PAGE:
Schizophrenia Series-Disabled Legend Vaslav Nijinsky

Vaslav Fomich Nijinsky (Вацлав Фомич Нижинский; transliterated: Vatslav Fomich Nizhinsky; Polish: Wacław Niżyński)was born on 12 March, 1889 in Kiev, Ukraine and died on 8 April, 1950 in a London clinic and was buried in London until 1953 when his body was moved to Cimetière de Montmartre, Paris, France beside the graves of Gaetano Vestris, Theophile Gautier, and Emma Livry. Tombstone of Vaslav Nijinsky in Cimetière de Montmartre in Paris. The statue, donated by Serge Lifar, shows Vaslav Nijinsky as the puppet Petrouchka.

Vaslav was a Russian ballet dancer and choreographer of Polish descent. Vaslav Nijinsky was one of the most gifted male dancers in history, and he grew to be celebrated for his virtuosity and for the depth and intensity of his characterisations. Vaslav could perform en pointe, a rare skill among male dancers at the time (Albright, 2004) and his ability to perform seemingly gravity-defying leaps was also legendary. The choreographer Bronislava Nijinska was his sister.

Vaslav Nijinsky was born to a Polish dancer’s family of Eleonora Bereda and Tomasz Niżyński. Vaslav Nijinsky was christened in Warsaw. In 1900 he joined the Imperial Ballet School, where he studied under Enrico Cecchetti, Nicholas Legat, and Pavel Gerdt. At 18 years old he was given a string of leads. In 1910, the company’s Prima ballerina assoluta Mathilde Kschessinskaya selected Vaslav Nijinsky to dance in a revival of Marius Petipa’s Le Talisman, during which Vaslav Nijinsky created a sensation in the role of the Wind God Vayou.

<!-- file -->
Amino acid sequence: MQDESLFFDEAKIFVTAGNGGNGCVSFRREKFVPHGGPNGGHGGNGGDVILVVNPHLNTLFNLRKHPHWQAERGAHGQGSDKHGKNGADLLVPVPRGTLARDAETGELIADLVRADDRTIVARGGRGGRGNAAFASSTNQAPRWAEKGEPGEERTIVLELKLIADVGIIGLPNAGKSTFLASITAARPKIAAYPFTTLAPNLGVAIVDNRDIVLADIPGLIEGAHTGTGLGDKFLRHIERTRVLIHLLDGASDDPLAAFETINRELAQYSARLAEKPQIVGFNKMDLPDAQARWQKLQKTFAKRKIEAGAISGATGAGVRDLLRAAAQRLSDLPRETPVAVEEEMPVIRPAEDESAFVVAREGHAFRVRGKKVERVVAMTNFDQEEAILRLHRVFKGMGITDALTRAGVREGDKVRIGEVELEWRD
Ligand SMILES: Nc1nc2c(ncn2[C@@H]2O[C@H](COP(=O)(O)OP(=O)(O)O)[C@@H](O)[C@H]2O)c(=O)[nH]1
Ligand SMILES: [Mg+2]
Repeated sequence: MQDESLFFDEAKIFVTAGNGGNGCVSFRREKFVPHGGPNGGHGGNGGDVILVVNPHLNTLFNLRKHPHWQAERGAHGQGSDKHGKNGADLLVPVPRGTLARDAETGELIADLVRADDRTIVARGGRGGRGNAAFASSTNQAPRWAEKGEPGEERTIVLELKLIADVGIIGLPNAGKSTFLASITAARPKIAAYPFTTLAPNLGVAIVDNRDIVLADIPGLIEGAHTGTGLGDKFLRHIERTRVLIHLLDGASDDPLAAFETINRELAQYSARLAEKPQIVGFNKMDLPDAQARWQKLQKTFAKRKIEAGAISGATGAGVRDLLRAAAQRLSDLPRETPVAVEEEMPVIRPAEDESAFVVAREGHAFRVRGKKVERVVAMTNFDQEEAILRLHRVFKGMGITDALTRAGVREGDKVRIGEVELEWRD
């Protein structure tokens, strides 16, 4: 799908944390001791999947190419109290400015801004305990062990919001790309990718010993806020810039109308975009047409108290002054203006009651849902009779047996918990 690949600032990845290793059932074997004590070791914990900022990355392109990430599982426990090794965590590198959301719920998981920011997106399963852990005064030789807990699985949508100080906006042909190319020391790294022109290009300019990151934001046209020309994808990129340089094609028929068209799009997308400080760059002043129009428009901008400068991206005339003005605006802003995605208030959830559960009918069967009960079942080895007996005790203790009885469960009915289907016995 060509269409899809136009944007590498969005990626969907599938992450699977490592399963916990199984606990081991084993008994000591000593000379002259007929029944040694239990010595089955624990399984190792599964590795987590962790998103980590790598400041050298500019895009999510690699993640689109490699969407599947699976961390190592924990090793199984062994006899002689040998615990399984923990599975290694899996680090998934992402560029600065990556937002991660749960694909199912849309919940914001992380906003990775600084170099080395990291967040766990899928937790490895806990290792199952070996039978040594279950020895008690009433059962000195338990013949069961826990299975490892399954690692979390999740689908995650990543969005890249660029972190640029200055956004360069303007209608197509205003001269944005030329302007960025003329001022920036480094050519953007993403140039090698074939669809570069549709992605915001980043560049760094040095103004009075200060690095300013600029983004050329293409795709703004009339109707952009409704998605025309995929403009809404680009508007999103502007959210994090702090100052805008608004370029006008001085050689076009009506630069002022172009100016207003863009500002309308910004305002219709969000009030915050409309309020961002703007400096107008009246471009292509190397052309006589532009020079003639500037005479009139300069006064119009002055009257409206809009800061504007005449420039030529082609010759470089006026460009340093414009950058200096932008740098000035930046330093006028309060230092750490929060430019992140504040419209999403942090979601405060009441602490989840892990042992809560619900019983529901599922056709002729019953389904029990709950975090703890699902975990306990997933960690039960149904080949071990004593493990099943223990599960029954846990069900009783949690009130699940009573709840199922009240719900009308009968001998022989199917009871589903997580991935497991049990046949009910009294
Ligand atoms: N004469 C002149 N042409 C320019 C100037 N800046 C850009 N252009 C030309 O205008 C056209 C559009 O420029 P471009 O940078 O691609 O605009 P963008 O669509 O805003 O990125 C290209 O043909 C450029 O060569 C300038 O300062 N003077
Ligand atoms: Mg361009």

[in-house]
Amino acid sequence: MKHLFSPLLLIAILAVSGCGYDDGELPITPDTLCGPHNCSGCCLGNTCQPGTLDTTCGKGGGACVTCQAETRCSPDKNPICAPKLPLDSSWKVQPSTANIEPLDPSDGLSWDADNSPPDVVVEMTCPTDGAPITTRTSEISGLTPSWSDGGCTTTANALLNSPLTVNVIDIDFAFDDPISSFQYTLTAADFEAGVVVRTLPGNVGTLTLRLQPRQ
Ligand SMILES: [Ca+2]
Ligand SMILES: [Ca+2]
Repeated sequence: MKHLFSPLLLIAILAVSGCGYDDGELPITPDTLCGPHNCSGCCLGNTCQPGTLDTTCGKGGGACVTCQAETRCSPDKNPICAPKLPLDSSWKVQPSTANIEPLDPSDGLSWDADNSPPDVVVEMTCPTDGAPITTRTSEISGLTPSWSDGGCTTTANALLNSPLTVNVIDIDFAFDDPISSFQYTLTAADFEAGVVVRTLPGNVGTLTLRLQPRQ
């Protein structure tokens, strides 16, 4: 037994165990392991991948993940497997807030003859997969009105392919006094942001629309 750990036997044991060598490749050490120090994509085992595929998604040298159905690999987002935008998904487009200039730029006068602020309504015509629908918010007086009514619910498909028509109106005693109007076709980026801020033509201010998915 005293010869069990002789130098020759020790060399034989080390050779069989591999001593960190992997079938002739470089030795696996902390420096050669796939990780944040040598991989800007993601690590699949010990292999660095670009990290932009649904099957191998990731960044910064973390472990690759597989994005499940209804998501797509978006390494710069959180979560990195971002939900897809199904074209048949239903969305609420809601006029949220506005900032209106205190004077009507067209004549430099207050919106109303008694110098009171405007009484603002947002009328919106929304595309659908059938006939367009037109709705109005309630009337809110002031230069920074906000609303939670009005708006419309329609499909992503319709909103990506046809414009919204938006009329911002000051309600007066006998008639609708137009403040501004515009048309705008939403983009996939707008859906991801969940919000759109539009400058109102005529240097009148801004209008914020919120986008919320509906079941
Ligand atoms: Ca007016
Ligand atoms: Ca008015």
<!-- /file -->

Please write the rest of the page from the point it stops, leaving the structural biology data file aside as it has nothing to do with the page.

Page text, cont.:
A turning point for Vaslav Nijinsky was his meeting Sergei Diaghilev, a member of the St. Petersburg elite and a wealthy patron of the arts, promoting Russian visual and musical art abroad, particularly in Paris. Vaslav Nijinsky and Sergei Diaghilev grew to become lovers, and Sergei Diaghilev, a controlling, dominant personality, became heavily involved in directing and managing Vaslav Nijinsky’s career. In 1909 Sergei Diaghilev took his dance company Ballets Russes, company to Paris, with Vaslav Nijinsky and Anna Pavlova as the leads. The show was a great success and increased the reputations of both leads, as well as Sergei Diaghilev’s, throughout the artistic circles of Europe. Sergei Diaghilev had created Les Ballets Russes in its wake of public response, and with choreographer Michel Fokine, made it one of the most well-known companies of that time.